i'm pretty OK today, how are you? ;^)
Cape Cod, MA
fernflower
Jun 7, 2020 11:55 AM CST
thank you! is there a certain type of fertilizer you would recommend?
Name: sumire
Reno, Nevada (Zone 6a)
Image
sumire
Jun 7, 2020 12:00 PM CST
I would agree, your garden looks a little chilly but healthy!

I would recommend a balanced fertilizer (10-10-10, 15-15-15....) in time release form. Whichever one you choose, follow the package directions (and if uncertain, underfeed because you can always add more).

Each year before you plant, you will need to add more compost/manure/other fertilizers to maintain the nutrients in your garden.
www.sumiredesigns.com
Cape Cod, MA
fernflower
Jun 7, 2020 12:03 PM CST
I used A LOT of compost, I used lobster compost from coast of Maine, some of my local garden center's compost, and cow manure. should I always fertilize in addition to all the compost?
Name: sumire
Reno, Nevada (Zone 6a)
Image
sumire
Jun 7, 2020 12:05 PM CST
With that much, the nutrient issues will solve themselves as it gets warmer.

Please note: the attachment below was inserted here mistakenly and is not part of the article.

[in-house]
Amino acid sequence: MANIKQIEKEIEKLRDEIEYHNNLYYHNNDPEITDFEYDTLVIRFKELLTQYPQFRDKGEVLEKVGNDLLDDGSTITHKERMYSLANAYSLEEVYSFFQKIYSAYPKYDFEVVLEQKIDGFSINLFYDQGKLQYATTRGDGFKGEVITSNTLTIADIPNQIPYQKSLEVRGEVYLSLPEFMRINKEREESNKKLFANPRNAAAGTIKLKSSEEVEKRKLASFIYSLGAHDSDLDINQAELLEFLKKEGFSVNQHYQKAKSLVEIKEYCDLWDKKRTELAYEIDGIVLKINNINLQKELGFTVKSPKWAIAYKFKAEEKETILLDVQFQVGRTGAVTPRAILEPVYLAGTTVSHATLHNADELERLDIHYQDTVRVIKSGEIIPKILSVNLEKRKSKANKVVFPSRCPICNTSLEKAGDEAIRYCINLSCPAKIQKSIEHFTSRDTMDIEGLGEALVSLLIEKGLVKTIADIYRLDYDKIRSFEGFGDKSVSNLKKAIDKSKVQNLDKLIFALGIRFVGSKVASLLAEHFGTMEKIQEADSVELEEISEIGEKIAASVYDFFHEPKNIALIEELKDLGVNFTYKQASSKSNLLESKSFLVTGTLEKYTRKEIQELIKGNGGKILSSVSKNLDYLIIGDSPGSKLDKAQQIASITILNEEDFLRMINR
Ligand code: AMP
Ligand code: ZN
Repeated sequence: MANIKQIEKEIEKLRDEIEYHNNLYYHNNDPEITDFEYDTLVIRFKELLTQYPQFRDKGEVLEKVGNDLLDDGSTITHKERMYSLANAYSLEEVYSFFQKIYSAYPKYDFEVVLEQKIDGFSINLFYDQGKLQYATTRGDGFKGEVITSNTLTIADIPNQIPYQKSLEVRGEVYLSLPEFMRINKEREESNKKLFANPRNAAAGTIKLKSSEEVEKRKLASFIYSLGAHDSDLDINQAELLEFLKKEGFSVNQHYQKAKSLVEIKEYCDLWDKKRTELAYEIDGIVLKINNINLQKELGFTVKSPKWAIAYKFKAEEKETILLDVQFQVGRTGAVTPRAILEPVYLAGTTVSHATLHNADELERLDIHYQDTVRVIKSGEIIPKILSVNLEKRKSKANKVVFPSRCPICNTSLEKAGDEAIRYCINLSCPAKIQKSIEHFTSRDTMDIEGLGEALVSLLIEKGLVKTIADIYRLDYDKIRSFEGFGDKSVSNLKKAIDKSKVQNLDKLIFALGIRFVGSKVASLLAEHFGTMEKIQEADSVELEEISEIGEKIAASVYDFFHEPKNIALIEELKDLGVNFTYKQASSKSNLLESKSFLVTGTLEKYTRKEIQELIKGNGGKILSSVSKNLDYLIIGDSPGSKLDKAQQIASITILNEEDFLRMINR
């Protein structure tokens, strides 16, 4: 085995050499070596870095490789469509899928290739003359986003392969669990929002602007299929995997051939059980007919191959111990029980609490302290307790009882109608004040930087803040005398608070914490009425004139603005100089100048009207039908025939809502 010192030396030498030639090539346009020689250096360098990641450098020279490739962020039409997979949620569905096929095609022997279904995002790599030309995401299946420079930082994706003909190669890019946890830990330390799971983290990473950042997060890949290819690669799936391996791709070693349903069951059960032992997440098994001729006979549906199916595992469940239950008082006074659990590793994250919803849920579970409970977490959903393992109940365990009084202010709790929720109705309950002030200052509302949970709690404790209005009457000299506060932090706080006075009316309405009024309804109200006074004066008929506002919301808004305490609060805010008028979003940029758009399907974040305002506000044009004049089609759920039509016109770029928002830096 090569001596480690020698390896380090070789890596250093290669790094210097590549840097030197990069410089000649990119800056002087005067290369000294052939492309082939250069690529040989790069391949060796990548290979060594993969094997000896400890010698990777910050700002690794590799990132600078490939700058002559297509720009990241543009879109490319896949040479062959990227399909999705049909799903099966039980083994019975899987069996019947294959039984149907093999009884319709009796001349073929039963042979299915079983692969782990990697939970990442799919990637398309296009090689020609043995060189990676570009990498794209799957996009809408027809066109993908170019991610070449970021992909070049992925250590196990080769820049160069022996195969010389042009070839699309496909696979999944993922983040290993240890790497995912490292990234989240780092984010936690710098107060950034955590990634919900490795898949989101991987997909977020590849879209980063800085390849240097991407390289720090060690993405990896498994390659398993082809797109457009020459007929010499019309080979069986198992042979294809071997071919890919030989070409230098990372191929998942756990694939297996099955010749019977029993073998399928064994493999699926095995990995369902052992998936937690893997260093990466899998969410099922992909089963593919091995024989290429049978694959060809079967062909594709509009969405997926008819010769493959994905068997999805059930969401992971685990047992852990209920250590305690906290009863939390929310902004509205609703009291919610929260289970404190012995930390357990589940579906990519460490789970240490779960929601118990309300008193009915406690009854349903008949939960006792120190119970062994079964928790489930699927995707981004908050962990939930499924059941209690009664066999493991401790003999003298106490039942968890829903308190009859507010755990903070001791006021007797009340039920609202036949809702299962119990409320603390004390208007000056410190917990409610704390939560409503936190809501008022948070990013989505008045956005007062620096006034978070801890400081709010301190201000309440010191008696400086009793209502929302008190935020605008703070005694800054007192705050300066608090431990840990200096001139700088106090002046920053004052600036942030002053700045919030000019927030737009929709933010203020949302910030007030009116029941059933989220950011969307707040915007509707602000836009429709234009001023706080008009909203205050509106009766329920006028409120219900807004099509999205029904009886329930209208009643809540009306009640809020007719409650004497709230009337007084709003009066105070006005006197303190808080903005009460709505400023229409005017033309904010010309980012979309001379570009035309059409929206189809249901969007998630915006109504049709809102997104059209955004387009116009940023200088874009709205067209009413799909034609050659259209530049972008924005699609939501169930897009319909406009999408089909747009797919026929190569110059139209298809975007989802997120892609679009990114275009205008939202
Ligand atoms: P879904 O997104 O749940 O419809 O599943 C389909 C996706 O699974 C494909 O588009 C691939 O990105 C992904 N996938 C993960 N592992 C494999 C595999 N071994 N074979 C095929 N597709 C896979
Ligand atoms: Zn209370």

www.sumiredesigns.com
Name: Big Bill
Livonia, Michigan (Zone 6a)
American Orchid Society Judge
Region: United States of America Critters Allowed Growing under artificial light Echinacea Hostas Region: Michigan
Butterflies Lover of wildlife (Raccoon badge) Orchids Cat Lover Birds Bee Lover
Image
BigBill
Jun 7, 2020 12:43 PM CST
I really do not think that it looks too bad at all. Lettuce and radishes bolt. It's just what they do but you keep planting them in sections so you have a pre-bolt mature section, a nice productive section and a young section. And you keep rotating and planting new.
Tomatoes, eggplants, peppers losing a lower leaf or two is normal but once the weather warms up they should really take off growing faster and producing such good growth that you do not notice a leaf dying here or there. Adequate sun and water is the best way to achieve that.
Rodney Wilcox Jones, my idol!
Businessman, Orchid grower, hybridizer, lived to 107!
Name: Kat
Magnolia, Tx (Zone 9a)
Region: Texas Container Gardener Herbs Moon Gardener Enjoys or suffers hot summers Heirlooms
Vegetable Grower Bookworm
Image
kittriana
Jun 7, 2020 1:16 PM CST
All good, DO NOT USE fertilizer on plants that is a 10-10-10! Garden plants would grow so fast they wouldn't bloom! You need a 3-4-4 or just higher. First number is N Nitrogen, builds tops. Second number is P phosphorous, builds blooms. Third number is K Potassium and it helps increase yields, improve immunity to weather, diseases and nematodes.